This blog cannot and does not speak for the myriad autonomous anti-bedroom tax groups across merseyside and the UK.

Monday, 18 February 2013

Live bedroom tax discussion shows housing associations continue to fail tenants

A Guardian Live discussion today brought together housing association professionals (HAP’s) to discuss how to ‘manage’ the fast-approaching bedroom tax, which comes into force on the 1st of April.

There were representatives from Liverpool housing associations, including Liverpool Mutual Homes and One Vision Housing; lackeys from the Chartered Institute of Housing and the National Housing Federation; and benefits managers from Oxford City Council.

So, what did the HAP’s come up with? Well, it was the usual, unsurprising stultifying crap that they’ve been regurgitating in the media over the past few weeks.

HAP’s were quick to distance themselves from the government legislation in order to mitigate any rage aimed at them from tenants. Unfortunately for HAP’s, tenants have been placing housing associations firmly alongside government when it comes to who to blame for this fucking mess.

A lot of talk focused on the recent reclassification by Knowsley Housing Trust (KHT) of their 3- and 2-bedroomed properties in order to lessen the impact of the bedroom tax; and a lot of talk from HAP’s in response to KHT’s reclassification acknowledging that they won’t be doing the same:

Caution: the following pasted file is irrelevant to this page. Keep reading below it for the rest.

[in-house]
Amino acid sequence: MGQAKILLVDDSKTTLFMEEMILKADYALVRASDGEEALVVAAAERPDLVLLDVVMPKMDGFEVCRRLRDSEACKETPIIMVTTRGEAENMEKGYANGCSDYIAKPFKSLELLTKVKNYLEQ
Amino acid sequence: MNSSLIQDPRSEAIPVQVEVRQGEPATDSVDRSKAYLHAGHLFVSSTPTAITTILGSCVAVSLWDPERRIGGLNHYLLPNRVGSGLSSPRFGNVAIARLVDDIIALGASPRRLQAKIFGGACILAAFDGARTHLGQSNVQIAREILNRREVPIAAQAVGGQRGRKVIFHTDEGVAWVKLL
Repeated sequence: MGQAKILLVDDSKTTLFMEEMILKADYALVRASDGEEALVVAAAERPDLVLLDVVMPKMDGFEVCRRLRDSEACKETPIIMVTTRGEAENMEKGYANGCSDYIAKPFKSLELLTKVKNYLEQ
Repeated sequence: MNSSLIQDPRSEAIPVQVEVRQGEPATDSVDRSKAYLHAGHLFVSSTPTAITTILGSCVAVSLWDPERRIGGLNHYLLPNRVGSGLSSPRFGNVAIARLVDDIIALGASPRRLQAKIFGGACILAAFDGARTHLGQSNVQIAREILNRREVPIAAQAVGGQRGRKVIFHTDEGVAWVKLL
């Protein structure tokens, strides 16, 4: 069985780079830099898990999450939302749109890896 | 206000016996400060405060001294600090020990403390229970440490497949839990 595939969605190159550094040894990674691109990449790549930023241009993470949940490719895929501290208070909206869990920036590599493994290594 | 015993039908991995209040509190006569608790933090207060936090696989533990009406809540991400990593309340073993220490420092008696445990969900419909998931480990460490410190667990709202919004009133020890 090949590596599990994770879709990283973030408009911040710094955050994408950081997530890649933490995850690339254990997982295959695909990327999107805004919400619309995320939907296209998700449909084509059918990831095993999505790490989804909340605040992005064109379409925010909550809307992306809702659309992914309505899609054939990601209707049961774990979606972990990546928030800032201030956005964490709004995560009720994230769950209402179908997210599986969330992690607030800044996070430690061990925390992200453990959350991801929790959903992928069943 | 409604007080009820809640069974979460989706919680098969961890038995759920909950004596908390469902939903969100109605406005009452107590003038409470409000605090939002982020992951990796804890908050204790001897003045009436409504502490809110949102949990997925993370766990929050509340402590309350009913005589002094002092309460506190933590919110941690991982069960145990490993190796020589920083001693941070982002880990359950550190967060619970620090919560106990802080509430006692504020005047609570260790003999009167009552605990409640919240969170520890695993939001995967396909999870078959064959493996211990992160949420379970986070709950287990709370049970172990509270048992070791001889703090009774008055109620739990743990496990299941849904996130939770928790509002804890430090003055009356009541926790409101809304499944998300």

“however attempts to artificially red[es]ignate properties could undermine the viability of associations”

Angela Forshaw, Liverpool Mutual Homes

“I agree with Angela's point about the redesignation. When discussing this we also thought it would be very difficult to manage”

Katie Moore, WM Housing

It would be extremely dangerous for tenants to begin relying on the 'pondering' of housing associations (HAs) on reclassification to avoid the bedroom tax. And if the failure of the so-called ‘lobbying’ of government that HAs got up to last year is anything to go by, it would only add to the dismpowering top-down attitude that HAs have taken from day 1:

“We did our best to campaign against the 'bedroom tax' and demonstrate how this was really going to hit people. Now that it's happening we're doing whatever we can to support those affected.”

Hilary Burkitt, Affinity Sutton

Really? You did your best?

Again and again the HAPs repeated what they were doing for tenants. Sadly, this revolved around the Gov's staying and paying, moving, getting more work, etc. At no point, after it was repeatedly raised, would they agree to make a stand with tenants or defend tenants in anyway.

In the round up, all the HAPs reeled off the same mantra of how important it was to ‘stay in touch with tenants’ and how “Housing providers need to be working with their customers and customers need to be working with their housing provider.” Wtf! They even had the gall to replicate further the wait-and-see-what happens policy that the government is taking. Short shrift for those tenants about to be thrown into chaos.

Today’s discussion made it blatantly clear that housing associations continue to offer reformulated government advice that disempowers the tenant to the point of least financial impact on housing associations. Fortunately, tenants aren’t taking crap from the government and the HAs, who are both being targeted by anti-bedroom tax campaigns across the country.

HAs have failed tenants and continue to fail tenants who are furious by the business-centric approach impacting on the lives of working class people being torn apart by the bedroom tax; and their continual evasion, especially over making a stand with tenants, shows that long ago they chose which side they were on.

HAs do not know what solidarity is, they do not know what direct action is. It's up to tenants to show them.

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